Studying in France

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Higher education system in France

In France, as in most countries in the European Union, the organization of post-secondary education is known as theLicence, Master, Doctorat” system (Bachelor, Master and Doctorate), also called the LMD system.


This three-level system creates a common ground between countries and allows better recognition of the degrees obtained.

Degrees organization ​

Licence, Master and Doctorat degrees are obtained by completing a specific number of semesters. Each semester can award up to 30 ECTS (European Credits Transfer System) credits which can be transferred to other countries.


L (Licence or bachelor’s degree)
Completion of 6 semesters which is awarded by 180 ECTS credits


M (Master)
Completion of 4 additional semesters which award 120 ECTS credits.
There are 2 different types of Master’s degrees:

  • Research Master: it includes a research work,
  • Professional Master: it requires a work experience of 3-5 months according to the subject as well as an internship report.


D (Doctorate)
Completion of 16 semesters total which award a total of 480 ECTS credits. The Doctorat has to be completed in a minimum of eight years of studies.

ECTS credit system

The three-level system uses the ECTS system, enabling credits earned at one higher education institution to be applied towards a degree pursued at another institution.

Types of higher education institutions​

In France, students can choose to study in three different types of institutions:

  • Faculties, which offer degree courses in nearly all subjects,
  • Vocational colleges and schools covering a wide range of courses which prepare students specifically for a particular career,
  • “Grandes Écoles”, elite colleges which offer very high level specialised courses in subjects like business, politics or engineering.

The Université Catholique de Lille is unique in its combination of these 3 types of institutions.

Quality of the degrees and accreditations

The value of a French higher education diploma is guaranteed by the State. The degree is either certified by the French Ministry of Education (“diplôme visé”) or registered on the RNCP (French Directory of Professional Certifications).

For various “Grandes Écoles” and business/engineering schools, the quality of training and diplomas may also be certified by independent organisations issuing accreditations or labels.

Tips for successful studies

In France in general, and especially at Université Catholique de Lille, the academic year begins late August or September, depending on the institution and program. The year is separated in 2 semesters and is interrupted by holidays. The 2nd Semester starts in January and lasts until May or June. The summer holidays start after the second semester exams and retake exams may be suggested if a student fails any of the subjects.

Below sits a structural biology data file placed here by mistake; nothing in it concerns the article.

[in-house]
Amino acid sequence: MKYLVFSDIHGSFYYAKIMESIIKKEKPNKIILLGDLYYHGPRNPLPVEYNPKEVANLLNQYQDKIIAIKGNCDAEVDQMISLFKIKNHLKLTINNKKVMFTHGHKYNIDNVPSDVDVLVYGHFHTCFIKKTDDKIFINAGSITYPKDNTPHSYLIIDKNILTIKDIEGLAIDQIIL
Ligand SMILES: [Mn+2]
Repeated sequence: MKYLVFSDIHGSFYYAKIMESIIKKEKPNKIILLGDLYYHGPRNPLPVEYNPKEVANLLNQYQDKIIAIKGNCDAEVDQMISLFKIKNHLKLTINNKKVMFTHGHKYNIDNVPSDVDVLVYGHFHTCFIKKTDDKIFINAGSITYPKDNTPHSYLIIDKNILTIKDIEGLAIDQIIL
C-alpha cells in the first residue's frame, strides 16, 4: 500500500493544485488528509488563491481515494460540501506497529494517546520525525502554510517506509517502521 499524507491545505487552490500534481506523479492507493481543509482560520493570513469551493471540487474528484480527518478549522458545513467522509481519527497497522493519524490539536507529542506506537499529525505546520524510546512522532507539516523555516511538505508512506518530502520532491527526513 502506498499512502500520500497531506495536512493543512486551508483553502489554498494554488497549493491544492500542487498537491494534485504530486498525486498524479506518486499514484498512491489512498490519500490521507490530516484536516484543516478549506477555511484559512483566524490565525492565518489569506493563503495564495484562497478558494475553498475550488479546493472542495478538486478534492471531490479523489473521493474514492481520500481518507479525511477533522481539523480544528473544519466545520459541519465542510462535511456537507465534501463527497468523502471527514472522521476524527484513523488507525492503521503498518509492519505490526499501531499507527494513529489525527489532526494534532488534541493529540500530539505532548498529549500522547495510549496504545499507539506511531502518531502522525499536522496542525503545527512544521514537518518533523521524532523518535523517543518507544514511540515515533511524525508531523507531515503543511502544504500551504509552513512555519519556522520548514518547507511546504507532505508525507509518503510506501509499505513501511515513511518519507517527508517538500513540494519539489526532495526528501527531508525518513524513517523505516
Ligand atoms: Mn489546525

In French universities, instructors and researchers give students two types of classes:



– cours magistraux (lectures): a professor presents a subject to students in an amphitheatre. These classes are usually written up and handed out by the instructors to students in the form of pamphlets, which can help to revise for exams at the end of the semester.



– travaux dirigés (TD – tutorials) and travaux pratiques (TP – practical & lab work): these mandatory classes are held for smaller groups and with the intention of applying theoretical knowledge, and therefore aim to be more interactive. Additionally, company internships may be required to deepen the skills.


The Université Catholique de Lille is specifically committed to provide personalized support. Schools and faculties therefore aim to propose relatively smaller group sizes.

Although the major instruction language is French, there are more and more programmes in English. International students will have to present a certificate of proficiency in French to attend French courses.


The common reference is that of the Common European Framework of Reference for Languages.



Levels are rated from A1 (beginner) to C2 (proficiency).


Level B1 or B2 is recommended for studying at Bachelor’s and Master’s levels. Level B2 is required for admission to 1st year in the framework of the DAP (demande d’admission préalable). For specific programs, some French institutes of higher education can require a higher level (C1 or C2).

There are two ways that knowledge is tested in the French higher education system. 


Ongoing assessment evaluates what has been learned throughout the year, with regular testing in each subject matter. There are exams given twice per year, at the end of each semester, for all subjects. Each subject will be assessed by a grade.

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